E.C. Pasour

Related Freeman Articles


U.S. Agricultural Programs: Who Pays?

The Farm Bill Lavishes Cash on Upper-Income Farmers

NOVEMBER 01, 2008 by E.C. PASOUR


The Tobacco-Quota Buyout: More Legal Plunder

There Is No Economic, Legal, or Ethical Reason to Compensate Those Who Have Benefited from a Government-Enforced Cartel

FEBRUARY 01, 2005 by E.C. PASOUR

It Just Ain't So

Ending Farm Subsidies Wouldn't Help the Third World?

Policies Distort World Trade in Agricultural Products

APRIL 01, 2004 by E.C. PASOUR

Book Review

The Ultimate Resource 2 by Julian Simon

A Powerful Antidote to Malthusian Gloom

APRIL 01, 1998 by E.C. PASOUR

Book Review

Dynamics of the Mixed Economy: Toward a Theory of Interventionism by Sanford Ikeda

A Wealth of Insights on the Perils and Results of Government Intervention

NOVEMBER 01, 1997 by E.C. PASOUR


Book Review: Travels with a Hungry Bear: A Journey to the Russian Heartland by Mark Kramer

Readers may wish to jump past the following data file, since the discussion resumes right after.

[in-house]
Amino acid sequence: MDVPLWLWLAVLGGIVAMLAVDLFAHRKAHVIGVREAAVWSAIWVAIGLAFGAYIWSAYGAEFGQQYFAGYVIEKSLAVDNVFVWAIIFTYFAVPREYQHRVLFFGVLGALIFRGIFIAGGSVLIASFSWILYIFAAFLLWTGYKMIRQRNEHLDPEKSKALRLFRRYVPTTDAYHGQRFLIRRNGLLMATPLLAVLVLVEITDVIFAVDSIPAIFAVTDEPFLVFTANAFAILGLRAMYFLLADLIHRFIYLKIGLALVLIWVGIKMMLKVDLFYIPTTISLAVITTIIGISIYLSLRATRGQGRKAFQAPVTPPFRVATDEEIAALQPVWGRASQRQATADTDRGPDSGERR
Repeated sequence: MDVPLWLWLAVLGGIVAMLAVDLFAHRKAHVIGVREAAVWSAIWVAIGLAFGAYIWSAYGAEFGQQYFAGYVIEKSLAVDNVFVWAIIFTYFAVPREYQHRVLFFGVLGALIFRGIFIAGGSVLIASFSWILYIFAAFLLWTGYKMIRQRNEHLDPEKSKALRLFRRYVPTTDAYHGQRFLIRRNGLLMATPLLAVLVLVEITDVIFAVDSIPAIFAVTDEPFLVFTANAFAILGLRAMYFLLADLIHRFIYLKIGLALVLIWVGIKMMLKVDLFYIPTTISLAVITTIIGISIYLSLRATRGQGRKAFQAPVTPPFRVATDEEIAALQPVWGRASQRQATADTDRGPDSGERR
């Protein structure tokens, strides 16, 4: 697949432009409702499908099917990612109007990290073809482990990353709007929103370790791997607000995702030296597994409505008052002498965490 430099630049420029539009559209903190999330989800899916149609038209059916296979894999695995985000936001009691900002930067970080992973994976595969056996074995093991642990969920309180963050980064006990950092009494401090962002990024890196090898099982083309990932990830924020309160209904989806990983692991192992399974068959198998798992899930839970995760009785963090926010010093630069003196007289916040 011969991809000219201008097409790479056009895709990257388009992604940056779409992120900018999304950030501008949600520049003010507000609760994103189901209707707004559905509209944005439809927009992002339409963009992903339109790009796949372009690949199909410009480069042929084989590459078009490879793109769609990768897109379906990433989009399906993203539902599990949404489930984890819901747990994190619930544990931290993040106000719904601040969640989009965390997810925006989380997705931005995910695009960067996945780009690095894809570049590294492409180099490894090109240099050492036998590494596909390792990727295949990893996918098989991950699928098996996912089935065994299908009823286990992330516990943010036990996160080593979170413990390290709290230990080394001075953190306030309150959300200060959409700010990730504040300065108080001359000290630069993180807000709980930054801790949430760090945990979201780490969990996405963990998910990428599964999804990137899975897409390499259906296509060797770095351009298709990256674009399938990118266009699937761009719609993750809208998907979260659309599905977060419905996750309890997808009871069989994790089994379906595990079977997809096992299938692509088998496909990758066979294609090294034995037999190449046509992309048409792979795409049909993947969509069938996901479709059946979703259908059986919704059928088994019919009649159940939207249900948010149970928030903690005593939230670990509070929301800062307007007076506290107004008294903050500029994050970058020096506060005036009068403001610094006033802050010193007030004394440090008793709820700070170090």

A Highly Readable Account of the Pernicious Economic and Social Effects of Collectivism

FEBRUARY 01, 1997 by E.C. PASOUR


Consumer Information and the Calculation Debate

Government Cannot Determine the Most Appropriate Amount of Information

DECEMBER 01, 1996 by E.C. PASOUR

Book Review

Saving the Planet with Pesticides and Plastic: The Environmental Triumph of High Yield Farming

High Yield Agriculture and Free Trade Best Protect Human Health and Environmental Resources

JANUARY 01, 1996 by E.C. PASOUR
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April 2014

Around the world, people are struggling to throw off authoritarianism, with deeply mixed results. From Egypt to Venezuela, determined people build networks to overthrow their regimes, but as yet we have not learned to live without Leviathan. In this issue, Michael Malice and Gary Dudney discuss their glimpses inside totalitarian regimes, while Sarah Skwire and Michael Nolan look at how totalitarian regimes grind down the individual--and how individuals fight back. Plus, Jeffrey Tucker identifies a strain in libertarianism that, left unchecked, could reduce even our vibrant movement to something that is analogous to the grim aesthetic of architectural brutalism. The struggle for our lives and freedom is a struggle for beauty; it begins inside each of us.
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